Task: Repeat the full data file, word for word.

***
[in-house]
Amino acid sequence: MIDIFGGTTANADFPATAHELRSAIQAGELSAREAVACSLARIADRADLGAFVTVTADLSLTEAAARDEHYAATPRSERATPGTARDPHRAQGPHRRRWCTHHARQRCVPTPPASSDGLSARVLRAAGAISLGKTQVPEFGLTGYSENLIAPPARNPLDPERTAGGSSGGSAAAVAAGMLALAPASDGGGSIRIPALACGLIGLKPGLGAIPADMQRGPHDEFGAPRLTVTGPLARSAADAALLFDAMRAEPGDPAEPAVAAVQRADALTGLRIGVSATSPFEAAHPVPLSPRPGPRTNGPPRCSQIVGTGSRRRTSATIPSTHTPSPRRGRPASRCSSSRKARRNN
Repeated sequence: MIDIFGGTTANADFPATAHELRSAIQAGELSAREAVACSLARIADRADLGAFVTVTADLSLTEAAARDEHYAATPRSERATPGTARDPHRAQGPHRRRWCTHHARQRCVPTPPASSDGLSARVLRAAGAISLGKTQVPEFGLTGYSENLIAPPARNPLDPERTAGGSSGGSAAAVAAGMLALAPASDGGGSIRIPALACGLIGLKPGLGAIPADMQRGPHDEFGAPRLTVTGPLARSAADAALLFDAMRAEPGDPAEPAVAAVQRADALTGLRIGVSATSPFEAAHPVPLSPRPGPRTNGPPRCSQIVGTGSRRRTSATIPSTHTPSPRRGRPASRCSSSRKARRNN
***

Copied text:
[in-house]
Amino acid sequence: MIDIFGGTTANADFPATAHELRSAIQAGELSAREAVACSLARIADRADLGAFVTVTADLSLTEAAARDEHYAATPRSERATPGTARDPHRAQGPHRRRWCTHHARQRCVPTPPASSDGLSARVLRAAGAISLGKTQVPEFGLTGYSENLIAPPARNPLDPERTAGGSSGGSAAAVAAGMLALAPASDGGGSIRIPALACGLIGLKPGLGAIPADMQRGPHDEFGAPRLTVTGPLARSAADAALLFDAMRAEPGDPAEPAVAAVQRADALTGLRIGVSATSPFEAAHPVPLSPRPGPRTNGPPRCSQIVGTGSRRRTSATIPSTHTPSPRRGRPASRCSSSRKARRNN
Repeated sequence: MIDIFGGTTANADFPATAHELRSAIQAGELSAREAVACSLARIADRADLGAFVTVTADLSLTEAAARDEHYAATPRSERATPGTARDPHRAQGPHRRRWCTHHARQRCVPTPPASSDGLSARVLRAAGAISLGKTQVPEFGLTGYSENLIAPPARNPLDPERTAGGSSGGSAAAVAAGMLALAPASDGGGSIRIPALACGLIGLKPGLGAIPADMQRGPHDEFGAPRLTVTGPLARSAADAALLFDAMRAEPGDPAEPAVAAVQRADALTGLRIGVSATSPFEAAHPVPLSPRPGPRTNGPPRCSQIVGTGSRRRTSATIPSTHTPSPRRGRPASRCSSSRKARRNN